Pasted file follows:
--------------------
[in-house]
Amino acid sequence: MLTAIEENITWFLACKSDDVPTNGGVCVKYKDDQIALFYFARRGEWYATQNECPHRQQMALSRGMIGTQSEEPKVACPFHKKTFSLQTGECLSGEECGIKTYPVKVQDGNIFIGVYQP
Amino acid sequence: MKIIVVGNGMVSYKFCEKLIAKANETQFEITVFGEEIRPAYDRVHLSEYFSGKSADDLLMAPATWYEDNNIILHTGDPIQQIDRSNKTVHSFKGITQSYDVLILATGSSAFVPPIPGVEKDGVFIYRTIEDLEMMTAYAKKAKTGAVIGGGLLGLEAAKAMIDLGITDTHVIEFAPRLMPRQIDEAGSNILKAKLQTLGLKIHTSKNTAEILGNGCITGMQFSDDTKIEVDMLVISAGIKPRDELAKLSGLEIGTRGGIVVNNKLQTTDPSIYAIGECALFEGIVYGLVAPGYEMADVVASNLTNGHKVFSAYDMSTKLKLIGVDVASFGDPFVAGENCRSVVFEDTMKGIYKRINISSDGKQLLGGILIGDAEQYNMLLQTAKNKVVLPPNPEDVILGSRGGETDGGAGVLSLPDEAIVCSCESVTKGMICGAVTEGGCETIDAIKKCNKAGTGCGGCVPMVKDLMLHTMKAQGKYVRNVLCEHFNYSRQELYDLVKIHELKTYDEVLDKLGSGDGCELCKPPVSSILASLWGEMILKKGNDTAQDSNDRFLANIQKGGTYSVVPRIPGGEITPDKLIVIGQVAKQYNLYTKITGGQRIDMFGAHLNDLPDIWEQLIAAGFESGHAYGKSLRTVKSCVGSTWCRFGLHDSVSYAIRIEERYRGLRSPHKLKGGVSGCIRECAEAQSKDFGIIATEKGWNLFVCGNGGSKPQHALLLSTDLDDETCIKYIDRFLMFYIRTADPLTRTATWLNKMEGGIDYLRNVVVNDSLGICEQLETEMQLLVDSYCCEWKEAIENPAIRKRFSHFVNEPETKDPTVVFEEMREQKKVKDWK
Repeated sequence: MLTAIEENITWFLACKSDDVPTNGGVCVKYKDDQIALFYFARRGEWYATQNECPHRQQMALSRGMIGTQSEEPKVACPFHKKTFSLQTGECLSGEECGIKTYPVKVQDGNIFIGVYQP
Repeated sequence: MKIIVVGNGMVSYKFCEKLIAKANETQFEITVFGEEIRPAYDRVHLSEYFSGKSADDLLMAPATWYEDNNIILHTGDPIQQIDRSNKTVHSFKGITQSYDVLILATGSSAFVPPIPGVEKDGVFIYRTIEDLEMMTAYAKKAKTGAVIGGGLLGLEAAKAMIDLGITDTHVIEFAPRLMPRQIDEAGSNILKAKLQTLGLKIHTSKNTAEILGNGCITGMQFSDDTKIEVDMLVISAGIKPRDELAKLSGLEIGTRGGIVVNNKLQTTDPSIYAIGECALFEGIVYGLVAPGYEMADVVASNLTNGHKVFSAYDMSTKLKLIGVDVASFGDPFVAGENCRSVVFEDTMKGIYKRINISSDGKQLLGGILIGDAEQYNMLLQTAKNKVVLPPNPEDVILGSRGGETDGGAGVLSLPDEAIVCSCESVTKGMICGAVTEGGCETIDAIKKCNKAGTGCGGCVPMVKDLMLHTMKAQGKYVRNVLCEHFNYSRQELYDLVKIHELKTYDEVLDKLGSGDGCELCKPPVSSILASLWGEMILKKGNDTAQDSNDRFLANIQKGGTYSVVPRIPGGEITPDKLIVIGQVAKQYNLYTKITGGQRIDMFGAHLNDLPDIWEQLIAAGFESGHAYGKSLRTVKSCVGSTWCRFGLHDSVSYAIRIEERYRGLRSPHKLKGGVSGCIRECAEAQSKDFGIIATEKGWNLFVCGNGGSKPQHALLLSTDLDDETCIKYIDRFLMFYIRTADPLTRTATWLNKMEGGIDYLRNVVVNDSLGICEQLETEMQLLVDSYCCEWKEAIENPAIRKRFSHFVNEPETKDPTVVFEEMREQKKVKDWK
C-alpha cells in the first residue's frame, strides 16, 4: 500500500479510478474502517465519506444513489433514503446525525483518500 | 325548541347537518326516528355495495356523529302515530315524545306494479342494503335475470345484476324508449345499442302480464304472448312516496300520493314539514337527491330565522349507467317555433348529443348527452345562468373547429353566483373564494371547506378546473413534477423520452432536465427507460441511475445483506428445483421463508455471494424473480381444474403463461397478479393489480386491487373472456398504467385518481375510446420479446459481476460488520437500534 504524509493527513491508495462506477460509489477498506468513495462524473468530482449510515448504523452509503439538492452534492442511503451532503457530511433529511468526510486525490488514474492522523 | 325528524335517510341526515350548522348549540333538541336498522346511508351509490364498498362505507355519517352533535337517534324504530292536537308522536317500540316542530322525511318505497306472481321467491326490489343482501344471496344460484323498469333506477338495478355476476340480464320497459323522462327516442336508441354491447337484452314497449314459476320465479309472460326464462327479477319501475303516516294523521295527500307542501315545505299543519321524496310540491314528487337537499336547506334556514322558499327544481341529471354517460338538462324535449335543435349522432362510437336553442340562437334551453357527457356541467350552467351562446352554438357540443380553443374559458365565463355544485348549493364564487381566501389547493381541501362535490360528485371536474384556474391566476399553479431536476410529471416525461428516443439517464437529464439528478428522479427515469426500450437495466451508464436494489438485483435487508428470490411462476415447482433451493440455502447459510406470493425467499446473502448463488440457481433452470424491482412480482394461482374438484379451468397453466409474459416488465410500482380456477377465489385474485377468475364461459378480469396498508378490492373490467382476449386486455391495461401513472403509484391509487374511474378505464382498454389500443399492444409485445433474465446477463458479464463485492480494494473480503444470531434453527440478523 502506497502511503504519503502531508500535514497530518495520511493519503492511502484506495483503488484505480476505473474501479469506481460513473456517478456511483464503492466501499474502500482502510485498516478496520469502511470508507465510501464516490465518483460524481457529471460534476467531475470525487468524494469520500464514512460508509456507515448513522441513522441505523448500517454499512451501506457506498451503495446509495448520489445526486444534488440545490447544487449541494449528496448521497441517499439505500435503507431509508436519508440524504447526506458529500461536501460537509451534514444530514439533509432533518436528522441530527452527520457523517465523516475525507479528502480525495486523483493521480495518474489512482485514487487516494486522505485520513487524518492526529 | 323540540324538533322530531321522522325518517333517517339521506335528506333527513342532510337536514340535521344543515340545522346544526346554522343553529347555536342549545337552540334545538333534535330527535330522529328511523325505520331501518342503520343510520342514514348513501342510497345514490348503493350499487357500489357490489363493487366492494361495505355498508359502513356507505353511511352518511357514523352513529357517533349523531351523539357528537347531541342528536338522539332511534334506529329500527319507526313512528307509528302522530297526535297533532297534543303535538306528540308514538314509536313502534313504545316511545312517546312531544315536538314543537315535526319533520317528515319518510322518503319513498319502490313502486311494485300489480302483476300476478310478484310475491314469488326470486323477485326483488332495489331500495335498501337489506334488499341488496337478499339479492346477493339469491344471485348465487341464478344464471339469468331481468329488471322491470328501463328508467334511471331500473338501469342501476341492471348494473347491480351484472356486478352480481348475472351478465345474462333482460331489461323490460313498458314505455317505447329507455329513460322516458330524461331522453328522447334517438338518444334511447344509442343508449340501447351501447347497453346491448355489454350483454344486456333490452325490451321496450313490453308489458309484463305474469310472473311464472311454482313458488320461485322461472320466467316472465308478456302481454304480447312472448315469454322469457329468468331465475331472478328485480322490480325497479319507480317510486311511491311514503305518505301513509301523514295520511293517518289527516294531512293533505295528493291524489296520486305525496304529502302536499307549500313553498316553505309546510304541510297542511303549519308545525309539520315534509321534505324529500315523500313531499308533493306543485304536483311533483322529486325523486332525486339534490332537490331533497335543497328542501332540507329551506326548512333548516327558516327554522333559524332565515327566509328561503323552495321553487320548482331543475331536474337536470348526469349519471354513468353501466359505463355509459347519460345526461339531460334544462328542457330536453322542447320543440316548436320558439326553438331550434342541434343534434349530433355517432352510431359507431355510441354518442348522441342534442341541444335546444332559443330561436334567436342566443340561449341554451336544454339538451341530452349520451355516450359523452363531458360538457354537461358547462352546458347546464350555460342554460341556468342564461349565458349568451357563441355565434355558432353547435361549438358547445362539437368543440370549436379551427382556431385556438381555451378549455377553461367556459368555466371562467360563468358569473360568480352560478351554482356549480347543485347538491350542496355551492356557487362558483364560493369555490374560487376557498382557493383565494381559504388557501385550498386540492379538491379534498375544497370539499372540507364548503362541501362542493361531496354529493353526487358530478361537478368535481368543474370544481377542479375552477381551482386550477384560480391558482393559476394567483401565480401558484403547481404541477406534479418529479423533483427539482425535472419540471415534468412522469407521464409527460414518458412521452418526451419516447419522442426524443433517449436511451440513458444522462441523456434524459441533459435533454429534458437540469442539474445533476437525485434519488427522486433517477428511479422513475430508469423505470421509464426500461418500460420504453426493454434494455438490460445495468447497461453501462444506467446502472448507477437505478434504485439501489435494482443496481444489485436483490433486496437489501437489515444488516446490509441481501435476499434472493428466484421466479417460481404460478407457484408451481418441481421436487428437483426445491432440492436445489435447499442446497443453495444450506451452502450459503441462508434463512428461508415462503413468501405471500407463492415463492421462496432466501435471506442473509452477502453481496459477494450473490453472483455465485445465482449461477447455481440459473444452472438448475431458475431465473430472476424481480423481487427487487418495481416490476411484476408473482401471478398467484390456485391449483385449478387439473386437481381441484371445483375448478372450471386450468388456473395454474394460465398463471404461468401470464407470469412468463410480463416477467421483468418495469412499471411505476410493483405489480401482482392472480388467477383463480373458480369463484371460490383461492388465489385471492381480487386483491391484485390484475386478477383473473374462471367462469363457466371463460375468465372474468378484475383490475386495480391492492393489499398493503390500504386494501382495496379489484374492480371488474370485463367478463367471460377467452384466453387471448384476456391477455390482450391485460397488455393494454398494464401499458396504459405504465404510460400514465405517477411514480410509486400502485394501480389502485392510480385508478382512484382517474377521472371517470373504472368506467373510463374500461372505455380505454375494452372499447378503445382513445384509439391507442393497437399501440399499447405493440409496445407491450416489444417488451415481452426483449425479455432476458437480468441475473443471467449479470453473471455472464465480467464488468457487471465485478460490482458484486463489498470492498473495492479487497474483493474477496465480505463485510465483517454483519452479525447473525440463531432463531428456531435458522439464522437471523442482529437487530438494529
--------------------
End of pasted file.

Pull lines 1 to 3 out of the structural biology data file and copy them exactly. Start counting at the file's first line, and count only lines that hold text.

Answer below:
[in-house]
Amino acid sequence: MLTAIEENITWFLACKSDDVPTNGGVCVKYKDDQIALFYFARRGEWYATQNECPHRQQMALSRGMIGTQSEEPKVACPFHKKTFSLQTGECLSGEECGIKTYPVKVQDGNIFIGVYQP
Amino acid sequence: MKIIVVGNGMVSYKFCEKLIAKANETQFEITVFGEEIRPAYDRVHLSEYFSGKSADDLLMAPATWYEDNNIILHTGDPIQQIDRSNKTVHSFKGITQSYDVLILATGSSAFVPPIPGVEKDGVFIYRTIEDLEMMTAYAKKAKTGAVIGGGLLGLEAAKAMIDLGITDTHVIEFAPRLMPRQIDEAGSNILKAKLQTLGLKIHTSKNTAEILGNGCITGMQFSDDTKIEVDMLVISAGIKPRDELAKLSGLEIGTRGGIVVNNKLQTTDPSIYAIGECALFEGIVYGLVAPGYEMADVVASNLTNGHKVFSAYDMSTKLKLIGVDVASFGDPFVAGENCRSVVFEDTMKGIYKRINISSDGKQLLGGILIGDAEQYNMLLQTAKNKVVLPPNPEDVILGSRGGETDGGAGVLSLPDEAIVCSCESVTKGMICGAVTEGGCETIDAIKKCNKAGTGCGGCVPMVKDLMLHTMKAQGKYVRNVLCEHFNYSRQELYDLVKIHELKTYDEVLDKLGSGDGCELCKPPVSSILASLWGEMILKKGNDTAQDSNDRFLANIQKGGTYSVVPRIPGGEITPDKLIVIGQVAKQYNLYTKITGGQRIDMFGAHLNDLPDIWEQLIAAGFESGHAYGKSLRTVKSCVGSTWCRFGLHDSVSYAIRIEERYRGLRSPHKLKGGVSGCIRECAEAQSKDFGIIATEKGWNLFVCGNGGSKPQHALLLSTDLDDETCIKYIDRFLMFYIRTADPLTRTATWLNKMEGGIDYLRNVVVNDSLGICEQLETEMQLLVDSYCCEWKEAIENPAIRKRFSHFVNEPETKDPTVVFEEMREQKKVKDWK